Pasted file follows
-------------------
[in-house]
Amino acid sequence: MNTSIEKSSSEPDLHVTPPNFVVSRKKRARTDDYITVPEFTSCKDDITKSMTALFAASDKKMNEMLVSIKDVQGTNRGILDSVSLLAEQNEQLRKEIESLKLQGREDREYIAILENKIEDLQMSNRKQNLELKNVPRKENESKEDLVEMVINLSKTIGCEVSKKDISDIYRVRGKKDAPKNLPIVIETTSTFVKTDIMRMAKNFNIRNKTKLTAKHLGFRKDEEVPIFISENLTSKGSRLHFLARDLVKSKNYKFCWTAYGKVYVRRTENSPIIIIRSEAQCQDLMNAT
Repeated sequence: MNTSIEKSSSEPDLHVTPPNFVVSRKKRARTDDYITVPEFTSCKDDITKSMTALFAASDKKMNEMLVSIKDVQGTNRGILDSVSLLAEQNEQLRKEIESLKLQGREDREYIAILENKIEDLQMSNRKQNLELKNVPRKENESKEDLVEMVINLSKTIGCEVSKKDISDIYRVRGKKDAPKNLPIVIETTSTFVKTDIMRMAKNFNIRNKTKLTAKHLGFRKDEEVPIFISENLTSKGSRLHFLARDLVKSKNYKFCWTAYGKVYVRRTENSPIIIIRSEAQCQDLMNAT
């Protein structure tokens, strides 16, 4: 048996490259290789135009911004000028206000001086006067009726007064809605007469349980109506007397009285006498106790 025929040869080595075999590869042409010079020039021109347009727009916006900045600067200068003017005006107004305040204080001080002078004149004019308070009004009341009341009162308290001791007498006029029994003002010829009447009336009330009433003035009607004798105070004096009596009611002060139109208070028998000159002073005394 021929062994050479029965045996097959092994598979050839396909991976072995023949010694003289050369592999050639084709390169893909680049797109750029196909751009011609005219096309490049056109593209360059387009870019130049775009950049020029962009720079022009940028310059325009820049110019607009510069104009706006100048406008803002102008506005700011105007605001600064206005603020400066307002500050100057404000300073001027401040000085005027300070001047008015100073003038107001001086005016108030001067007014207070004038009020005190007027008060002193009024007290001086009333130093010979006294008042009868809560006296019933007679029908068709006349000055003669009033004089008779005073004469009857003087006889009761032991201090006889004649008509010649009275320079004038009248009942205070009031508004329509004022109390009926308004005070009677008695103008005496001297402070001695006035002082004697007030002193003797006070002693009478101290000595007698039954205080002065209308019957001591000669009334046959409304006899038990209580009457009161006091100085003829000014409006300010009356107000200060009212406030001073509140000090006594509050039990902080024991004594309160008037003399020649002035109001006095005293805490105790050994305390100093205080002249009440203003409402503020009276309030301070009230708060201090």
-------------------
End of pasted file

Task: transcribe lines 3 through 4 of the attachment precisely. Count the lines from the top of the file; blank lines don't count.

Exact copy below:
Repeated sequence: MNTSIEKSSSEPDLHVTPPNFVVSRKKRARTDDYITVPEFTSCKDDITKSMTALFAASDKKMNEMLVSIKDVQGTNRGILDSVSLLAEQNEQLRKEIESLKLQGREDREYIAILENKIEDLQMSNRKQNLELKNVPRKENESKEDLVEMVINLSKTIGCEVSKKDISDIYRVRGKKDAPKNLPIVIETTSTFVKTDIMRMAKNFNIRNKTKLTAKHLGFRKDEEVPIFISENLTSKGSRLHFLARDLVKSKNYKFCWTAYGKVYVRRTENSPIIIIRSEAQCQDLMNAT
């Protein structure tokens, strides 16, 4: 048996490259290789135009911004000028206000001086006067009726007064809605007469349980109506007397009285006498106790 025929040869080595075999590869042409010079020039021109347009727009916006900045600067200068003017005006107004305040204080001080002078004149004019308070009004009341009341009162308290001791007498006029029994003002010829009447009336009330009433003035009607004798105070004096009596009611002060139109208070028998000159002073005394 021929062994050479029965045996097959092994598979050839396909991976072995023949010694003289050369592999050639084709390169893909680049797109750029196909751009011609005219096309490049056109593209360059387009870019130049775009950049020029962009720079022009940028310059325009820049110019607009510069104009706006100048406008803002102008506005700011105007605001600064206005603020400066307002500050100057404000300073001027401040000085005027300070001047008015100073003038107001001086005016108030001067007014207070004038009020005190007027008060002193009024007290001086009333130093010979006294008042009868809560006296019933007679029908068709006349000055003669009033004089008779005073004469009857003087006889009761032991201090006889004649008509010649009275320079004038009248009942205070009031508004329509004022109390009926308004005070009677008695103008005496001297402070001695006035002082004697007030002193003797006070002693009478101290000595007698039954205080002065209308019957001591000669009334046959409304006899038990209580009457009161006091100085003829000014409006300010009356107000200060009212406030001073509140000090006594509050039990902080024991004594309160008037003399020649002035109001006095005293805490105790050994305390100093205080002249009440203003409402503020009276309030301070009230708060201090």